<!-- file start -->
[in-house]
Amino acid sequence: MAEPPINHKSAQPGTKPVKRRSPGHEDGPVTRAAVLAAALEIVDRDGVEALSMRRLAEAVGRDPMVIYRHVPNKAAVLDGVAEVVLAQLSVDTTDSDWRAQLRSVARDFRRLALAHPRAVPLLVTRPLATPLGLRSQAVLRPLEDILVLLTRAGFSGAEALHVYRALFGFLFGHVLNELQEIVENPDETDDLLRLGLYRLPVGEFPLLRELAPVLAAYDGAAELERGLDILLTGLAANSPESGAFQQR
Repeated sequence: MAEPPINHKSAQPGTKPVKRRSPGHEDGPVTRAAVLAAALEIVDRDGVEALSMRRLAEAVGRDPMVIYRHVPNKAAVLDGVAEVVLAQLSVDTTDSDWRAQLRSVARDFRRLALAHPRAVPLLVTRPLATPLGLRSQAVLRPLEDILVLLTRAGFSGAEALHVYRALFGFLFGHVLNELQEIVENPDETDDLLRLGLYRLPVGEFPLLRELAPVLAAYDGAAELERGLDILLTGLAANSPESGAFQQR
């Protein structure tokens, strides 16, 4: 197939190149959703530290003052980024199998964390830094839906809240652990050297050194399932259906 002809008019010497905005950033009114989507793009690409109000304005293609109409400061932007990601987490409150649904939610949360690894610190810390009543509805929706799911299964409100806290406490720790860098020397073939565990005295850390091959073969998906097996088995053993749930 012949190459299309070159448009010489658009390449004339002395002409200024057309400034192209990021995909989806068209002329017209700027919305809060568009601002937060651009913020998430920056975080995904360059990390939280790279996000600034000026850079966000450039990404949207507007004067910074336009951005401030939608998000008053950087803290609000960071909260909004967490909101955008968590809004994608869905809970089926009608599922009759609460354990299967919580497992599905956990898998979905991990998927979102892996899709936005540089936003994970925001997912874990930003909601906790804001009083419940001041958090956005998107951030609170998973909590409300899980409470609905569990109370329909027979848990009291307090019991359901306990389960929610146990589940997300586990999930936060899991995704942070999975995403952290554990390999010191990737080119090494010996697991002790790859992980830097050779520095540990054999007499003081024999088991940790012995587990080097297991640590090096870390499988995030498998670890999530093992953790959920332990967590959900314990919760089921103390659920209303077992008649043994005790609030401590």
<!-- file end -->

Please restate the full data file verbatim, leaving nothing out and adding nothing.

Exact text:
[in-house]
Amino acid sequence: MAEPPINHKSAQPGTKPVKRRSPGHEDGPVTRAAVLAAALEIVDRDGVEALSMRRLAEAVGRDPMVIYRHVPNKAAVLDGVAEVVLAQLSVDTTDSDWRAQLRSVARDFRRLALAHPRAVPLLVTRPLATPLGLRSQAVLRPLEDILVLLTRAGFSGAEALHVYRALFGFLFGHVLNELQEIVENPDETDDLLRLGLYRLPVGEFPLLRELAPVLAAYDGAAELERGLDILLTGLAANSPESGAFQQR
Repeated sequence: MAEPPINHKSAQPGTKPVKRRSPGHEDGPVTRAAVLAAALEIVDRDGVEALSMRRLAEAVGRDPMVIYRHVPNKAAVLDGVAEVVLAQLSVDTTDSDWRAQLRSVARDFRRLALAHPRAVPLLVTRPLATPLGLRSQAVLRPLEDILVLLTRAGFSGAEALHVYRALFGFLFGHVLNELQEIVENPDETDDLLRLGLYRLPVGEFPLLRELAPVLAAYDGAAELERGLDILLTGLAANSPESGAFQQR
């Protein structure tokens, strides 16, 4: 197939190149959703530290003052980024199998964390830094839906809240652990050297050194399932259906 002809008019010497905005950033009114989507793009690409109000304005293609109409400061932007990601987490409150649904939610949360690894610190810390009543509805929706799911299964409100806290406490720790860098020397073939565990005295850390091959073969998906097996088995053993749930 012949190459299309070159448009010489658009390449004339002395002409200024057309400034192209990021995909989806068209002329017209700027919305809060568009601002937060651009913020998430920056975080995904360059990390939280790279996000600034000026850079966000450039990404949207507007004067910074336009951005401030939608998000008053950087803290609000960071909260909004967490909101955008968590809004994608869905809970089926009608599922009759609460354990299967919580497992599905956990898998979905991990998927979102892996899709936005540089936003994970925001997912874990930003909601906790804001009083419940001041958090956005998107951030609170998973909590409300899980409470609905569990109370329909027979848990009291307090019991359901306990389960929610146990589940997300586990999930936060899991995704942070999975995403952290554990390999010191990737080119090494010996697991002790790859992980830097050779520095540990054999007499003081024999088991940790012995587990080097297991640590090096870390499988995030498998670890999530093992953790959920332990967590959900314990919760089921103390659920209303077992008649043994005790609030401590």